Selective colleges like the University of Michigan practice a
blatant form of racial preference, yet they attempt to obscure this truth
with all their might. Race, they insist, is only one factor among many they
consider when evaluating each individual applicant.
Sometimes, as in Michigan's case, it takes a Freedom of
Information request to get at the truth (one professor who opposes
affirmative action was forced to take that route). The two cases brought by
the Center for Individual Rights (< ahref="http://www.cir-usa.org">www.cir-usa.org) against the University of
Michigan now pending at the U.S. Supreme Court have further thrust this
uncomfortable subject to the fore.
Though the university altered its admission guidelines after the
initiation of these suits, the basic outlines have not changed. There is one
set of standards for Native Americans, Hispanics and African-Americans, and
another for everyone else. Under the 1995 criteria, anyone in the majority
pool who did not achieve a GPA of at least 3.2 and ACT/SAT scores above 23
and 950 was automatically rejected. But for the named minorities, GPAs of
2.6 and ACT/SAT scores of 18 or 820 were sufficient to gain admission.
One of the questions to ask proponents of affirmative action is:
When will it end? Affirmative action was initially conceived and justified
as a remedy for past discrimination. African-Americans would be offered a
discount ticket into the middle class as partial payback for the damage done
over hundreds of years of slavery and discrimination.
Today, most African-Americans are in the middle class. Only
about one in four black families was poor in 1996. Officials from the
University of Michigan try to obscure this reality by pointing to the
"poorly served" inner-city communities. But children from those
neighborhoods are not the blacks who wind up at Harvard, Berkeley and the
University of Michigan.
As James McWhorter points out in his outstanding book "Losing
the Race," only about 14 percent of the black students at selective colleges
come from poor backgrounds. The other 85 percent are mostly the sons and
daughters of middle and upper-middle class African-Americans who were given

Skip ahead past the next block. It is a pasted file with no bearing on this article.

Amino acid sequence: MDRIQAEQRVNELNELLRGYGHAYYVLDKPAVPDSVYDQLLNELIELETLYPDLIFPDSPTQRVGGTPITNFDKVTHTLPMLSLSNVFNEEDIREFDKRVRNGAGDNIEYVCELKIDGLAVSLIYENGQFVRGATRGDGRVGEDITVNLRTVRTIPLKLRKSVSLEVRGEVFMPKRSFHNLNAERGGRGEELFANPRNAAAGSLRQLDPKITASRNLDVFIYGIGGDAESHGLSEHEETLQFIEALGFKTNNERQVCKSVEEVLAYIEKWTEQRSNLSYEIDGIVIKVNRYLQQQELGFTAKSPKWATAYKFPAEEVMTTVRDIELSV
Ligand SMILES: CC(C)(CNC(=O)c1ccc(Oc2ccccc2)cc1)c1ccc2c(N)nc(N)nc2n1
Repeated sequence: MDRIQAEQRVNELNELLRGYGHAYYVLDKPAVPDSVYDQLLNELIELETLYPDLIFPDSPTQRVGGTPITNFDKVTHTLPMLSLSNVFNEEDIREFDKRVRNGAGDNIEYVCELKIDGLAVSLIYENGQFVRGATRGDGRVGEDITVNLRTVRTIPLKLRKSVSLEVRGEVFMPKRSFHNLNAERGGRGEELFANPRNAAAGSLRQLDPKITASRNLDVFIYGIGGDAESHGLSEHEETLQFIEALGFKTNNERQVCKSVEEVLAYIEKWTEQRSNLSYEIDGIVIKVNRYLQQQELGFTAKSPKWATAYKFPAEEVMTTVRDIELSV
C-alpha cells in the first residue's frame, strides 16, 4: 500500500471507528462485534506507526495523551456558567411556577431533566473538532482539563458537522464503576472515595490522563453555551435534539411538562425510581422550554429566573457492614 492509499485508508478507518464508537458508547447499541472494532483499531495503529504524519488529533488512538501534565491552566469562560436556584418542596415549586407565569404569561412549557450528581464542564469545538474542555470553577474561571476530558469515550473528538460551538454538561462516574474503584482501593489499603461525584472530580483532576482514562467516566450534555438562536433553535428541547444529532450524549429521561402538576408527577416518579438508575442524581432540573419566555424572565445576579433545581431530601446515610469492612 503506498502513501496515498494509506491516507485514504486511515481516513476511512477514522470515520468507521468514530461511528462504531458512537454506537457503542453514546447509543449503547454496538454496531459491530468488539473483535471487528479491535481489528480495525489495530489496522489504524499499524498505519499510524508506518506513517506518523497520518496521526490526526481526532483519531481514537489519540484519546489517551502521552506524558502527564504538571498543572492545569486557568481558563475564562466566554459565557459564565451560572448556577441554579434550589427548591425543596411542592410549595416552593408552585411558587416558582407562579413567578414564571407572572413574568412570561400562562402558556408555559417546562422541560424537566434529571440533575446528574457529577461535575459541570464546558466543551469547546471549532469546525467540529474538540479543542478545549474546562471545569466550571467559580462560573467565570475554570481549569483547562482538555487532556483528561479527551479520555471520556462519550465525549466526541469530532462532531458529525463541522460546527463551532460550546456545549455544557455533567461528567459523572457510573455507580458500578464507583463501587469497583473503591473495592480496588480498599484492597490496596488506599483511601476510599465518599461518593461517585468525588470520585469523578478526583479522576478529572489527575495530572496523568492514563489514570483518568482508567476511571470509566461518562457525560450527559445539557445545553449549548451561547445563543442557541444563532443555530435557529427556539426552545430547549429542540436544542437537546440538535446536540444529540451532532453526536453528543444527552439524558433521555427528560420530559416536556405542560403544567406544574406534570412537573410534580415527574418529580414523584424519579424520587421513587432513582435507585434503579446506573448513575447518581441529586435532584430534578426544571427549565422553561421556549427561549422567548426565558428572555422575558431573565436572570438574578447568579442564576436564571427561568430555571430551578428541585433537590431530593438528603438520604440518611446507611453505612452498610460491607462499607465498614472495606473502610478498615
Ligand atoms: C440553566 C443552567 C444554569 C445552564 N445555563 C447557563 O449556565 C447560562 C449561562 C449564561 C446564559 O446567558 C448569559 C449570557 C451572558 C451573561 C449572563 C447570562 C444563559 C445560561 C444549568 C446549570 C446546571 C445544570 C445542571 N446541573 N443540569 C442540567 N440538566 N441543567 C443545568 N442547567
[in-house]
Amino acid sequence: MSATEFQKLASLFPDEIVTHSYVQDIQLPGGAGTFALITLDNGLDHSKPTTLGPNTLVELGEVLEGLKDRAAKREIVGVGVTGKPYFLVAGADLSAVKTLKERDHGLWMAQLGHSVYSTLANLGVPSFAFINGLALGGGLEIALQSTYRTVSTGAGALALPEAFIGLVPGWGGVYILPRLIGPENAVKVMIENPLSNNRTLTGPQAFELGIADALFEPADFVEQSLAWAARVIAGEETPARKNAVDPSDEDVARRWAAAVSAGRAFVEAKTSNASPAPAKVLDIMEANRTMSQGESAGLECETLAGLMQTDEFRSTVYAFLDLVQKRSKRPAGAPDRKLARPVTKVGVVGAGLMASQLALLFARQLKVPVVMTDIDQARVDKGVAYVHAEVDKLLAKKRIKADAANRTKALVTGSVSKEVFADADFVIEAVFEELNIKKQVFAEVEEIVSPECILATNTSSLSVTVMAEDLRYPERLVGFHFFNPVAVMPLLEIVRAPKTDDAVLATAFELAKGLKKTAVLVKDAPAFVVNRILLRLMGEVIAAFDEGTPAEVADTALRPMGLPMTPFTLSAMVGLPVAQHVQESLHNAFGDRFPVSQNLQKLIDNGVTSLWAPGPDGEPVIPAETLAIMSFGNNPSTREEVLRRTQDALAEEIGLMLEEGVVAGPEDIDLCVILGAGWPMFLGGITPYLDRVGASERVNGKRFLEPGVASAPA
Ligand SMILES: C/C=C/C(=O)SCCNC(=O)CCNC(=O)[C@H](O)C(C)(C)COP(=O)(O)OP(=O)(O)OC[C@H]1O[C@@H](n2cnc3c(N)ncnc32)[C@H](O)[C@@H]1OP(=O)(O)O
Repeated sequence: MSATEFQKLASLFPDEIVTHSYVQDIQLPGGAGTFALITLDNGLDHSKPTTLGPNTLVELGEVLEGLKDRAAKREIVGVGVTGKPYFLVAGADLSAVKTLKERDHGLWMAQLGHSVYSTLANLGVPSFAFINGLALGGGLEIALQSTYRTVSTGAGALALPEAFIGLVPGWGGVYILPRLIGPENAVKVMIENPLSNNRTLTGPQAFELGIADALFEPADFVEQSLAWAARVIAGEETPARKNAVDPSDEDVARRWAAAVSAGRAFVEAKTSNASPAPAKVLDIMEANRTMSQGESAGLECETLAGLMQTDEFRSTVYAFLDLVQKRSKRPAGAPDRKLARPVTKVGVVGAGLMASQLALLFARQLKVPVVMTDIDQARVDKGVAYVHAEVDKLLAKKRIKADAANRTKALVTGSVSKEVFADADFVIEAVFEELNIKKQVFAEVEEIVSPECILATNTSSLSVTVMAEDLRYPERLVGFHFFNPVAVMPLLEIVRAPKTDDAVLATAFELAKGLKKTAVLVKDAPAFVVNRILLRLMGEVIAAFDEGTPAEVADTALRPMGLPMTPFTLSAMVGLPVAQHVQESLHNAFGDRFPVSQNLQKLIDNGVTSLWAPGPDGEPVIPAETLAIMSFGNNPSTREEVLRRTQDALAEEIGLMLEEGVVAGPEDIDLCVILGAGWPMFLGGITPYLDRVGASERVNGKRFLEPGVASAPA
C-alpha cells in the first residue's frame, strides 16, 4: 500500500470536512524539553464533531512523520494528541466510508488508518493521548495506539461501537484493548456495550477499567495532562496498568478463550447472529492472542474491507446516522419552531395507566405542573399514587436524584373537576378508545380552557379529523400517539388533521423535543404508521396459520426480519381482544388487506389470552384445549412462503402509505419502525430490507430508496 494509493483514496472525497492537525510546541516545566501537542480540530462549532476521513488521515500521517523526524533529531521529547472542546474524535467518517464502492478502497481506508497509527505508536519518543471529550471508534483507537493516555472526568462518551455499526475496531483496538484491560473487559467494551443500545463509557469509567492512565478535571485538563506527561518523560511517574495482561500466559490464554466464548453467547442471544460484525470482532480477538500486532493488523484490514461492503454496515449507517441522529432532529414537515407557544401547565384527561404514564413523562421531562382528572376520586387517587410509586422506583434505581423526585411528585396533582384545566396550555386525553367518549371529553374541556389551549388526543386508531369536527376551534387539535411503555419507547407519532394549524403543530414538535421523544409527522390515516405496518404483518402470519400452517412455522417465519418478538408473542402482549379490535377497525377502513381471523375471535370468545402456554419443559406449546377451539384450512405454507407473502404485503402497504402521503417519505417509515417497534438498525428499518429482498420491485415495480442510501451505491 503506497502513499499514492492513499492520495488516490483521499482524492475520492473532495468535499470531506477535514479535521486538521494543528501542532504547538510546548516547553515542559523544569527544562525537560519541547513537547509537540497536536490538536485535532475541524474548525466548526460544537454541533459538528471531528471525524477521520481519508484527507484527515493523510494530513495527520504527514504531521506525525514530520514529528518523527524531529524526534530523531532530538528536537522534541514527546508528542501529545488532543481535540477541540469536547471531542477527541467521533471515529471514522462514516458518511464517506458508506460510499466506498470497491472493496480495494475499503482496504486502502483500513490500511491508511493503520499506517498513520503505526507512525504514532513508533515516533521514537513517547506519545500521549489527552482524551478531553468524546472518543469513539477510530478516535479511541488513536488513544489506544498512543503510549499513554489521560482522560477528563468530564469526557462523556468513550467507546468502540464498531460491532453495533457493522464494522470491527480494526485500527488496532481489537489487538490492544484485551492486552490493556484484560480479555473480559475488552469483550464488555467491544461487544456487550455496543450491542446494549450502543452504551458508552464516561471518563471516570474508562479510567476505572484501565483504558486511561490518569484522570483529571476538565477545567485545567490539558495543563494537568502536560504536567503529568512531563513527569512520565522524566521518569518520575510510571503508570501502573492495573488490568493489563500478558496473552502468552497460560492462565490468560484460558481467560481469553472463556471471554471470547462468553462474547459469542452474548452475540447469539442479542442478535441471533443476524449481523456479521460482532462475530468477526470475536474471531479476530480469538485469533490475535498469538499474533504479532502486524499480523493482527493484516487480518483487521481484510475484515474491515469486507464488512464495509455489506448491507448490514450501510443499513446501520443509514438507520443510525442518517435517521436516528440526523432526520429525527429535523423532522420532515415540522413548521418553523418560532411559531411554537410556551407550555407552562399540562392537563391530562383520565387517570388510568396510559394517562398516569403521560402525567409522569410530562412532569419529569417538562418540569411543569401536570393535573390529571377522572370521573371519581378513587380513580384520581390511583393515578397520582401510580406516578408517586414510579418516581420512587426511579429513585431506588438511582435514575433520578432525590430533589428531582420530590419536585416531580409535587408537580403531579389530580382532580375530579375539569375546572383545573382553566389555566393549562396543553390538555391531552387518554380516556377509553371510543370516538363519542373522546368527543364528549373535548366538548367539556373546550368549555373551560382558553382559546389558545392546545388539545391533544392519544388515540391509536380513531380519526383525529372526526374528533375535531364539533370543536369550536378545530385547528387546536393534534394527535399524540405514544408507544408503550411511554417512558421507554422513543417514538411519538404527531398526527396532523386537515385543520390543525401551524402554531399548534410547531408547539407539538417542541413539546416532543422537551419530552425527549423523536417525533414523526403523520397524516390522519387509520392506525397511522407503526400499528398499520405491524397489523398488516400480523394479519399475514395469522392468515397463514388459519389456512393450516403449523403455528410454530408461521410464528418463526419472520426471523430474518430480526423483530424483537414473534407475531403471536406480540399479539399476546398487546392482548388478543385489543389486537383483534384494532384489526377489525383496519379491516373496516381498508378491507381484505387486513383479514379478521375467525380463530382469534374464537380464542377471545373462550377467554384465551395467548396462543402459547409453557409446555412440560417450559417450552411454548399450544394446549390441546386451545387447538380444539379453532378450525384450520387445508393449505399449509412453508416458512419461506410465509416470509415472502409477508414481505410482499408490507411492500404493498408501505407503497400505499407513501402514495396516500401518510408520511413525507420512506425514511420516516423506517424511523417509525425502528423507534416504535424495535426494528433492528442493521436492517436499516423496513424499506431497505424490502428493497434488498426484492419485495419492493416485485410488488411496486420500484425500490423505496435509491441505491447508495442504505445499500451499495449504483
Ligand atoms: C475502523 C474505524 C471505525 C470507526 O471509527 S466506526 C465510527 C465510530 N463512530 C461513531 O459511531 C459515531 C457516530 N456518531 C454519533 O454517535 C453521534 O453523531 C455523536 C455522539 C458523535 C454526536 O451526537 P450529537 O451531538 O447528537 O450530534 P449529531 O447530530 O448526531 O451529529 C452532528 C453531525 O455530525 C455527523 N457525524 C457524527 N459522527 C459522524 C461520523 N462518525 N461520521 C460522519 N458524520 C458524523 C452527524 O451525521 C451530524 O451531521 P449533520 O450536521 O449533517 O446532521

preference over the children of whites and Asians. In practice, this leads
to the thoroughly unjust result that the hard-working daughter of a white
waitress will be rejected from the University of Michigan and many other
colleges in favor of the son of a black doctor or lawyer.
Proponents of preferences urge that primary and secondary
schools with black majorities are starved for funds, while mostly white
suburban schools are awash in luxuries. But as Stephen and Abigail
Thernstrom demonstrated in their comprehensive study "America in Black and
White," this is simply not true. "Average expenditures per pupil in the
central cities of metropolitan areas were identical to average spending in
the suburbs around them." And even in suburban schools with all the
trimmings, blacks continue to lag behind whites in academic performance. In
Shaker Heights, Ohio, a liberal, integrated, highly nurturing environment,
black students constitute half the population but only 10 percent of the top
fifth of the class and 90 percent of the bottom fifth.
Racial preferences perpetuate the very worst stereotype about
African-Americans -- that they are not as smart as whites or Asians.
McWhorter makes a very persuasive case that affirmative action has corrupted
its "beneficiaries," who know full well that they are held to lower
standards and live down to that level. Black students from families with
annual incomes above $70,000 had lower SAT scores in 1995 than white
students with incomes below $10,000.
Affirmative action apologists believe that white racism and
nothing more accounts for the differential. But the academic success of
blacks from Africa and the West Indies sheds doubt on this.
McWhorter, who taught linguistics at Berkeley, noticed
throughout his teaching career that while some black students excelled, far
too many refused to apply themselves. Jay Rosner, director of a foundation
that provides LSAT preparation courses, testified in court papers filed in
connection with the Michigan case that despite discounted fees and outreach
efforts, blacks showed far less interest than other students in the courses
that could boost performance on the LSAT. A cult of anti-intellectualism
pervades black life at every income level, McWhorter argues, and affirmative
action only perpetuates it.